Eating a balanced diet is the simplest way to make sure you’re getting all the nutrients your body needs to keep it moving at its best. But we know that sometimes you like to get into the smallest details of certain nutrients like vitamin B6. That’s why we thought we’d bring you this compilation of the best food sources of vitamin B6. Before we get into the really fun stuff (food suggestions), let’s make sure you understand the basics of this important nutrient.

Vitamin B6

Vitamin B6, also known as pyridoxine, plays an important role in our overall health, including helping the body metabolize protein, carbohydrates, and fats. 1 Research shows that it plays a role in heart health, cognitive function, and stimulating blood sugar production. It can even reduce PMS and menstrual symptoms, explains dietitian Wendy Bazilian.

Wondering how much B6 you need? The recommended dietary allowance, or RDA, for men and women ages 19 to 50 is 1.3 mg. Bazilian says that pregnant and lactating women need a little more and should aim for 1.9 to 2 mg per day. Although some people need to take a vitamin B6 supplement, many can get enough vitamin B6 from food alone. “It’s fairly common in foods, so it shouldn’t be too hard to find individual food sources you love and turn them into a delicious and nutrient-dense diet.”says.

Here are some great sources of vitamin B6…


Looking to get a lot of B6 from a single source? Turkey is a solid choice. Just one serving of turkey provides about 50% of your daily B6 needs. You’ll also get other nutrients at the same time, including zinc and selenium. Not just for special occasions, you might consider adding turkey to your diet over a sandwich, salad, or turkey burger and meatloaf.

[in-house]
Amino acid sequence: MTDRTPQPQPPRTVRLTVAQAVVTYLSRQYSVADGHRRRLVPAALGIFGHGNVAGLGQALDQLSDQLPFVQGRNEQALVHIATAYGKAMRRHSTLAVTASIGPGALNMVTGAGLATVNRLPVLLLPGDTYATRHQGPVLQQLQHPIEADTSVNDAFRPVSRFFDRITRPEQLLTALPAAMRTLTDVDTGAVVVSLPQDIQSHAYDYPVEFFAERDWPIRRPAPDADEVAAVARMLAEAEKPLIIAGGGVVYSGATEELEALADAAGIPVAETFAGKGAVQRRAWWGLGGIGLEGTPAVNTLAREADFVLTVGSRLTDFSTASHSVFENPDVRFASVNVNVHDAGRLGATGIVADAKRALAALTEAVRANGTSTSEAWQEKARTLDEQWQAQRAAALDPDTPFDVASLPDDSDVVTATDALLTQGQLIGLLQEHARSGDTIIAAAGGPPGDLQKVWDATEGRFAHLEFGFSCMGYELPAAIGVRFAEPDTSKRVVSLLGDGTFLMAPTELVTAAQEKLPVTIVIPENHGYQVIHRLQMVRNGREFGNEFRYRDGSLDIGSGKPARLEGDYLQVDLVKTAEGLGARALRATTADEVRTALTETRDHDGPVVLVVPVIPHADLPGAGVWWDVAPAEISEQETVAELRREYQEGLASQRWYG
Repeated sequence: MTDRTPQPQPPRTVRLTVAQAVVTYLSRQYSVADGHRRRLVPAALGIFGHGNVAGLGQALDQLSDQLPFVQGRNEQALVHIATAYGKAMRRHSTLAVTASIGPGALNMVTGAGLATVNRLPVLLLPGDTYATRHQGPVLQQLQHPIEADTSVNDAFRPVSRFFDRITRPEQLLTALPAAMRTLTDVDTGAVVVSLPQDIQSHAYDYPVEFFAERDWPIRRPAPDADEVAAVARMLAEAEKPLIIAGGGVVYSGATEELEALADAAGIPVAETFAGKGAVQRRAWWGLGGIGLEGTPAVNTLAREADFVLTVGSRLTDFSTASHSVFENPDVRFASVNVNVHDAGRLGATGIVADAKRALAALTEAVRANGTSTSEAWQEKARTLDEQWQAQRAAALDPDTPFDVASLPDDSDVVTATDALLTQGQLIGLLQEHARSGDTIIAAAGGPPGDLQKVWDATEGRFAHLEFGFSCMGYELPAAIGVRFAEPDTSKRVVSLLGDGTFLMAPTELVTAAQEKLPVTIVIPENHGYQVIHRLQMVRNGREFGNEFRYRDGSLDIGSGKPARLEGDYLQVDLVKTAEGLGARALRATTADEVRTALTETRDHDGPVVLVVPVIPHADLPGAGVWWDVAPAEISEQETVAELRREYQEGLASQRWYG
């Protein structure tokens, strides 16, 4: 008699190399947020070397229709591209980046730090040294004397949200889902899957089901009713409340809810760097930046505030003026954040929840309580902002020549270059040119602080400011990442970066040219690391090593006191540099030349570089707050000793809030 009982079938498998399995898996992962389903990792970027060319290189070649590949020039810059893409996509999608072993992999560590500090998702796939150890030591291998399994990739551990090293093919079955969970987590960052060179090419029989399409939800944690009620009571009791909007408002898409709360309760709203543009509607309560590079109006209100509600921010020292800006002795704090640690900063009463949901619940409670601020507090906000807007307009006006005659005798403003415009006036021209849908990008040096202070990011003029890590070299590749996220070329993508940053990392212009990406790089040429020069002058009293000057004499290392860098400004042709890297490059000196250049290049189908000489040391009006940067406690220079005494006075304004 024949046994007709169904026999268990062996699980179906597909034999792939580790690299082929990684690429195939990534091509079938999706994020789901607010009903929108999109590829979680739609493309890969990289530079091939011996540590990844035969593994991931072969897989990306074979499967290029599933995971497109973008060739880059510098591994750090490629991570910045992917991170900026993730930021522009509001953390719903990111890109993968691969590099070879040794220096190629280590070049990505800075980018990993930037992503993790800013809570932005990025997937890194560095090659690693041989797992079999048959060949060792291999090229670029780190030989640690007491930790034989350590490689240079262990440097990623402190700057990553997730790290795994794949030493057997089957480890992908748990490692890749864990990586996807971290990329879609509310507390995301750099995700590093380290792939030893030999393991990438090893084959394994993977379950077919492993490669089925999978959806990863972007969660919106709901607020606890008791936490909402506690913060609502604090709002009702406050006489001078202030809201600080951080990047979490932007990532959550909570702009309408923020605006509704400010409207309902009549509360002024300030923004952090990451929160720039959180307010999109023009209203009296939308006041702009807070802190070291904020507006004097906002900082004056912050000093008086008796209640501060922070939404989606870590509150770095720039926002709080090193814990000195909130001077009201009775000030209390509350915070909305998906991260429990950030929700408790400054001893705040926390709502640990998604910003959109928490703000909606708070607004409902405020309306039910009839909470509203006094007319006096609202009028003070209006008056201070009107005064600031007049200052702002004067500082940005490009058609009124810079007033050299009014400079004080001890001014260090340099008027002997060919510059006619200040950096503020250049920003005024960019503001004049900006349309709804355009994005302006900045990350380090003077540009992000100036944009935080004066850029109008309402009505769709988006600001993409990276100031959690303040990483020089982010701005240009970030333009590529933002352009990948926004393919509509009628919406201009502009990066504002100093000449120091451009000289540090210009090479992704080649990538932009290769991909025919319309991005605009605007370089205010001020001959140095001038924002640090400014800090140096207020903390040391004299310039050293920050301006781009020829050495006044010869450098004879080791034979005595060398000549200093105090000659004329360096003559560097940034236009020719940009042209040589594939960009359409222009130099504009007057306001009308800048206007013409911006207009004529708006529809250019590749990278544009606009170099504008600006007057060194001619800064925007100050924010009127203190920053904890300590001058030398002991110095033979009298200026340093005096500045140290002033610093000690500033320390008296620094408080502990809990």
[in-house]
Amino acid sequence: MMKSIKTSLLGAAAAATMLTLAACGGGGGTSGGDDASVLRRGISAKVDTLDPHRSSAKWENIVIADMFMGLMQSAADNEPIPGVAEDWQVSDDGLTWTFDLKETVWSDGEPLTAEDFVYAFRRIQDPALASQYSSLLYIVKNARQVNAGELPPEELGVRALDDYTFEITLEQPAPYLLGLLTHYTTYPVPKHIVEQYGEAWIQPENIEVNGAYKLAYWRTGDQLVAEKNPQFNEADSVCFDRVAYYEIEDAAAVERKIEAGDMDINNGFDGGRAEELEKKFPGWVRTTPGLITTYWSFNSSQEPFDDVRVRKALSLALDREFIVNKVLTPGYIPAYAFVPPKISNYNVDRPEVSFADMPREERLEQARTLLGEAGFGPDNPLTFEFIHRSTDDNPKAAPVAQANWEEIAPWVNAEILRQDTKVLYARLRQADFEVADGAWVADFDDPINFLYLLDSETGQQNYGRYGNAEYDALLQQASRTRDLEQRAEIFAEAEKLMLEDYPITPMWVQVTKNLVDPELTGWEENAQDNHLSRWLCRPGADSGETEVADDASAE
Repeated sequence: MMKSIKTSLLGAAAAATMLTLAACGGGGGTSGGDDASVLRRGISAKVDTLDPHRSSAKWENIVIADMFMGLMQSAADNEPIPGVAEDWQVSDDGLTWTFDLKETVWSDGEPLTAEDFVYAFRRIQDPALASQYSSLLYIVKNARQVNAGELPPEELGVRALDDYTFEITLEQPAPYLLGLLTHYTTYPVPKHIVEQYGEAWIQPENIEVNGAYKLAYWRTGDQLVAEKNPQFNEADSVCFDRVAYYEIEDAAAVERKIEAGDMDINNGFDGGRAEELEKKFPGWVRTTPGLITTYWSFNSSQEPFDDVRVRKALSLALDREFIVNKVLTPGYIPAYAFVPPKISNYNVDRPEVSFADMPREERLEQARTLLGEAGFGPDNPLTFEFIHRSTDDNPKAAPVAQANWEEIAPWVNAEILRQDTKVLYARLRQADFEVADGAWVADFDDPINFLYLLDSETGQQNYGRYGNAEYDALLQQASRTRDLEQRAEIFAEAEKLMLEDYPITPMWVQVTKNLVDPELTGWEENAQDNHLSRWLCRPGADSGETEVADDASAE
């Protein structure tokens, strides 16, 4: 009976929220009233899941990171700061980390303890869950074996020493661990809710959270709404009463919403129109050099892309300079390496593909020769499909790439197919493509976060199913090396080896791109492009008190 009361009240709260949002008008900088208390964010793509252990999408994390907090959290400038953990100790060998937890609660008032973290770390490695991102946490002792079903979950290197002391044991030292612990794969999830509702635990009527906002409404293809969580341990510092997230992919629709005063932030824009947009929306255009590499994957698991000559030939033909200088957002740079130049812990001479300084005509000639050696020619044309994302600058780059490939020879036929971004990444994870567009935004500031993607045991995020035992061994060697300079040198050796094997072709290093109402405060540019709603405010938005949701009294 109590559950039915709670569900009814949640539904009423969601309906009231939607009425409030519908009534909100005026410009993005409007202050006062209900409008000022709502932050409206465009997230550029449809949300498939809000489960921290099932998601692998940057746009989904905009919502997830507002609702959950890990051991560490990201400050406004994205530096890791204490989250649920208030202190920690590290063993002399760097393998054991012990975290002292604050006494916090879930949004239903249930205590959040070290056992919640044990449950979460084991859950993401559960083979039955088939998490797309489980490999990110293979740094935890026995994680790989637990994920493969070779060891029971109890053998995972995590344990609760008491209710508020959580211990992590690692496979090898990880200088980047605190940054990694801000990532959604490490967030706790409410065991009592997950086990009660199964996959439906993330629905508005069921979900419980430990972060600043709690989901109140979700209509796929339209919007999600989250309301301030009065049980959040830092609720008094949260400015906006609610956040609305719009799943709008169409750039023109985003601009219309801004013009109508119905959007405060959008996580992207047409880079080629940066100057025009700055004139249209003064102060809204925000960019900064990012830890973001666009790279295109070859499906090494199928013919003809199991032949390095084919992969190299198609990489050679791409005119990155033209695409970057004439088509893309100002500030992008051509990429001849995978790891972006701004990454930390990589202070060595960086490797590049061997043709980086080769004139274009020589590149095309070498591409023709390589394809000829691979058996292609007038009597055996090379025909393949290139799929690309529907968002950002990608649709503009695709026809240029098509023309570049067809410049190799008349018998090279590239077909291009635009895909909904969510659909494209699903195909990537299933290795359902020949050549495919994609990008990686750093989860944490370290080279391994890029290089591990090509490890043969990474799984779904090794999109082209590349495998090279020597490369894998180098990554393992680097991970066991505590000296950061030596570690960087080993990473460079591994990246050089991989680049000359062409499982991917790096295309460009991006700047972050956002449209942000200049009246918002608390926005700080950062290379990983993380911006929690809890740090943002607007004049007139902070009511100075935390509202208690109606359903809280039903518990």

It is often recommended to include seafood in the diet due to its many health benefits, and the amount of B6 salmon it contains is definitely one of them. In an 85-gram serving of salmon, you’ll get about 6 mg, or 35% of your daily value of vitamin B6. Of course, salmon has many other nutritional benefits, including omega-3s, protein, vitamin D, potassium and selenium. You can add salmon to your menu twice a week. Salmon is both nutritious and delicious – it can be prepared roasted, grilled, in salads and more.


If meat and other animal food sources aren’t your thing, chickpeas are a great source of vitamin B6. They’re also versatile and can be used in hummus, veggie bowls, soups, salads, and many other dishes. Don’t worry too much about choosing between dried or canned chickpeas – both are great options. If you are looking for something a little different, you can try the chickpea pasta. A great way to reap the benefits of B6, it also contains more protein and fiber than regular pasta.


Avocados are another plant-based source of B6, containing about 20% of the daily value in one cup. It’s also a good source of healthy fat, fiber, and many other vitamins and minerals, such as vitamin E. Vitamin C and potassium. The options are endless when it comes to adding some avocado to your diet. Try it in salads and cereal bowls, on toast, with eggs and more.